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Re: Regarding HTML5 <time>

From: Philip Gladstone <pgladstone@cisco.com>
Date: Mon, 07 Nov 2011 20:43:53 -0500
Message-ID: <4EB88959.1060505@cisco.com>
To: public-html-comments@w3.org
See inline

On 11/7/2011 7:01 PM, Arthur Clifford wrote:
> If HTML was just about marking up content to tell a browser how to display something then time as a tag may be irrelevant to that. The original content would likely be built in XML or obtained from a DB and transformed into some meaningful output; thus the unix timestamp in a mysql database could become a pretty formatted date or time for human consumption. But, it would lose all semantic meaning it would just be text in a document. All server-side languages worth working with have support for converting date formats so that would be a trivial operation to perform server-side. The consequence of saying that HTML is just for marking up content for display though is it runs competly counter to the industry expectation that content and its face should be separated and CSS not HTML should dictate presentation. However, the still extant<b>  and<i>  tags, along with table tags and other layout/formatting tags suggest that html hasn't shaken its roots as a rich text markup language. Not long ago someone ranted here about people getting ridiculously CSS happy and bloating a page with syntax. While it  is true that not everybody will do that, it is an industry trend to think it is wrong to treat html like a rich text markup language as it once was. So the ranting gentleman's views are completely warranted from the classic expectations of html.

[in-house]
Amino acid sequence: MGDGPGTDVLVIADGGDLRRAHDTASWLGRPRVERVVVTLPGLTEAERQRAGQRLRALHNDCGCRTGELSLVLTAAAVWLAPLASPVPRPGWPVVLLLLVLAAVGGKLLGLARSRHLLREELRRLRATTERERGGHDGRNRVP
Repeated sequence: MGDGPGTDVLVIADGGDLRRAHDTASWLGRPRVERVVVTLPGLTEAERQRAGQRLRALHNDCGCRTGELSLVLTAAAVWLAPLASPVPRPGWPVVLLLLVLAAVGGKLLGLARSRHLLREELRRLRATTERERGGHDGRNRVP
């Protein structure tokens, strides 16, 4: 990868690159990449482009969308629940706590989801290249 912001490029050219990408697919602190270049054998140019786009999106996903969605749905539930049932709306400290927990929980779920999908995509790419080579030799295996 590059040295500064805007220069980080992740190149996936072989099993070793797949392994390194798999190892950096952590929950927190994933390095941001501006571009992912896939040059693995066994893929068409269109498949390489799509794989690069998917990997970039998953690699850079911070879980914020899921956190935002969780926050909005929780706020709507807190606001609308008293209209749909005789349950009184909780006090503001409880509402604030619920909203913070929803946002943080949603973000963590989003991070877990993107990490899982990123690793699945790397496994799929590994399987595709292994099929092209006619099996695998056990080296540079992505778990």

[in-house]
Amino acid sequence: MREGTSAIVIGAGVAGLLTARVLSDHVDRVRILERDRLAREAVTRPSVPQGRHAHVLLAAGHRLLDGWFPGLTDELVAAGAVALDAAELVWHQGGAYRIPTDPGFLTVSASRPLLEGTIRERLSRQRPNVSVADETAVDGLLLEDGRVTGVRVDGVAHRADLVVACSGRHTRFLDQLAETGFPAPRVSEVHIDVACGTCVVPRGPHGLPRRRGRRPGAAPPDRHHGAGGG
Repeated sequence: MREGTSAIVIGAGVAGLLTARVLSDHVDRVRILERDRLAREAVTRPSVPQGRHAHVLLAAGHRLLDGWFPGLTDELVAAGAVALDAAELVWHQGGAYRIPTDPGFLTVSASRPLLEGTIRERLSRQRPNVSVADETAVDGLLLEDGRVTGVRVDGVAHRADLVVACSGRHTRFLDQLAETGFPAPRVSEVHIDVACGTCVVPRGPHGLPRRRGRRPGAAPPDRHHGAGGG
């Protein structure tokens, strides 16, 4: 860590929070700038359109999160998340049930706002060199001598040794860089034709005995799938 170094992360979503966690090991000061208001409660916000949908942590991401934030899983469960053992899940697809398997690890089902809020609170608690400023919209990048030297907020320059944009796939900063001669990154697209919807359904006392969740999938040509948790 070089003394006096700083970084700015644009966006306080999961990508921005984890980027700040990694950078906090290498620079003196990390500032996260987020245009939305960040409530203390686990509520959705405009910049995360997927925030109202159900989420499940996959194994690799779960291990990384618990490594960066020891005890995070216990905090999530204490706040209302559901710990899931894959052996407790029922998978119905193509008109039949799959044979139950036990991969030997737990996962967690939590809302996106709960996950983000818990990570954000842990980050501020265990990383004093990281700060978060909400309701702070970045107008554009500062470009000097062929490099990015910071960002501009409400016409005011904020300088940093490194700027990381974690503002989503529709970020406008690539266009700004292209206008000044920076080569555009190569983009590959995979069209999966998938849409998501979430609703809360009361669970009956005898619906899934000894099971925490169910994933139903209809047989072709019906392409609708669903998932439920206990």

The situation that I deal with is in the representation of lengths, 
speed, temperature etc. Who responsibility is it to get these displayed 
in the correct units (for some definition of the word "correct"). Having 
the web server generate the values according the first accept-language 
seems a broken approach. For example, for language 'en', should 
Fahrenheit or Centigrade be used? For lengths in the UK, I would expect 
younger people to be more familiar with metric units and older people 
with imperial units. I don't think we want the web server to know about 
the age of the user in order to generate the correct content.

This all argues for being able to tag data in such a way that it can be 
rendered appropriately by the browser (which presumably has more 
information about the user). I admit that there will be challenges in 
deciding which units to use for length. Is 0.001 meters to be shown as 
0.1 cm, 1mm or even 0.001 meters? For metric speeds, sometimes m/s is 
the right unit, sometimes km/h.

I suspect that this will all be solved by some (pseudo-standard) JS 
library that gets access (somehow) to units preferences for various 
values. Maybe the only thing that needs to be standardized is that 
preferences API.

Philip

-- 
Philip Gladstone
pgladstone@cisco.com
Phone: +1 978-ZEN-TOAD (+1 978 936 8623)




Received on Tuesday, 8 November 2011 01:44:23 GMT

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